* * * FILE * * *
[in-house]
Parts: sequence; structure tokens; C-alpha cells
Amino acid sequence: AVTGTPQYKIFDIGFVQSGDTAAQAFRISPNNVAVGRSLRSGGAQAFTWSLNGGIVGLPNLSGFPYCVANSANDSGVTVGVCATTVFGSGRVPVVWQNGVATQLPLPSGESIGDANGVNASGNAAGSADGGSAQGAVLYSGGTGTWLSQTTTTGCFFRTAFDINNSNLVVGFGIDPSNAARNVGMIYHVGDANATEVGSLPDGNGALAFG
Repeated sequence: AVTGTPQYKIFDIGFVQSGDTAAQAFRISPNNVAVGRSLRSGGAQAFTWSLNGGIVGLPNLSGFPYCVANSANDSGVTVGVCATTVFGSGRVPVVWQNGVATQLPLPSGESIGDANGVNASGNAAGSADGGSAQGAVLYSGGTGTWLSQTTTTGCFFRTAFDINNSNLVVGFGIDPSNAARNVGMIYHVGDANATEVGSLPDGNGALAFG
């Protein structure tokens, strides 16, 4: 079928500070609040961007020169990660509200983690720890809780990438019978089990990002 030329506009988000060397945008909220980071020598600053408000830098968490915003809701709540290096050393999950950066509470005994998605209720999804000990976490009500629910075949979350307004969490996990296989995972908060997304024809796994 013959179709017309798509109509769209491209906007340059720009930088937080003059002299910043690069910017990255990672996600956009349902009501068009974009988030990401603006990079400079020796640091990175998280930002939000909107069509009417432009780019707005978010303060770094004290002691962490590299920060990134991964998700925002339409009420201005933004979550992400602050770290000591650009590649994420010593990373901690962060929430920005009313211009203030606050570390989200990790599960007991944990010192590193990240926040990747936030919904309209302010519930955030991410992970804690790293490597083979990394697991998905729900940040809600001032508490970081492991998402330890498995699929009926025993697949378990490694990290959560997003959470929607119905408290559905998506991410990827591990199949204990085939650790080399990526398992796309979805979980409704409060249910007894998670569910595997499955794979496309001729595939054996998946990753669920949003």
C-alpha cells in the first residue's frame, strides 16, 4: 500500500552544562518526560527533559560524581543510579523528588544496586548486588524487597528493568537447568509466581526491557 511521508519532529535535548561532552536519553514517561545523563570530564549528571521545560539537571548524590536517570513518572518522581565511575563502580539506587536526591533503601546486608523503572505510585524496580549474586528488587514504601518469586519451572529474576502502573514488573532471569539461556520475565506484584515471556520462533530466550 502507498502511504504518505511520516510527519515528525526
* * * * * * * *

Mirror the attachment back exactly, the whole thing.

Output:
[in-house]
Parts: sequence; structure tokens; C-alpha cells
Amino acid sequence: AVTGTPQYKIFDIGFVQSGDTAAQAFRISPNNVAVGRSLRSGGAQAFTWSLNGGIVGLPNLSGFPYCVANSANDSGVTVGVCATTVFGSGRVPVVWQNGVATQLPLPSGESIGDANGVNASGNAAGSADGGSAQGAVLYSGGTGTWLSQTTTTGCFFRTAFDINNSNLVVGFGIDPSNAARNVGMIYHVGDANATEVGSLPDGNGALAFG
Repeated sequence: AVTGTPQYKIFDIGFVQSGDTAAQAFRISPNNVAVGRSLRSGGAQAFTWSLNGGIVGLPNLSGFPYCVANSANDSGVTVGVCATTVFGSGRVPVVWQNGVATQLPLPSGESIGDANGVNASGNAAGSADGGSAQGAVLYSGGTGTWLSQTTTTGCFFRTAFDINNSNLVVGFGIDPSNAARNVGMIYHVGDANATEVGSLPDGNGALAFG
């Protein structure tokens, strides 16, 4: 079928500070609040961007020169990660509200983690720890809780990438019978089990990002 030329506009988000060397945008909220980071020598600053408000830098968490915003809701709540290096050393999950950066509470005994998605209720999804000990976490009500629910075949979350307004969490996990296989995972908060997304024809796994 013959179709017309798509109509769209491209906007340059720009930088937080003059002299910043690069910017990255990672996600956009349902009501068009974009988030990401603006990079400079020796640091990175998280930002939000909107069509009417432009780019707005978010303060770094004290002691962490590299920060990134991964998700925002339409009420201005933004979550992400602050770290000591650009590649994420010593990373901690962060929430920005009313211009203030606050570390989200990790599960007991944990010192590193990240926040990747936030919904309209302010519930955030991410992970804690790293490597083979990394697991998905729900940040809600001032508490970081492991998402330890498995699929009926025993697949378990490694990290959560997003959470929607119905408290559905998506991410990827591990199949204990085939650790080399990526398992796309979805979980409704409060249910007894998670569910595997499955794979496309001729595939054996998946990753669920949003």
C-alpha cells in the first residue's frame, strides 16, 4: 500500500552544562518526560527533559560524581543510579523528588544496586548486588524487597528493568537447568509466581526491557 511521508519532529535535548561532552536519553514517561545523563570530564549528571521545560539537571548524590536517570513518572518522581565511575563502580539506587536526591533503601546486608523503572505510585524496580549474586528488587514504601518469586519451572529474576502502573514488573532471569539461556520475565506484584515471556520462533530466550 502507498502511504504518505511520516510527519515528525526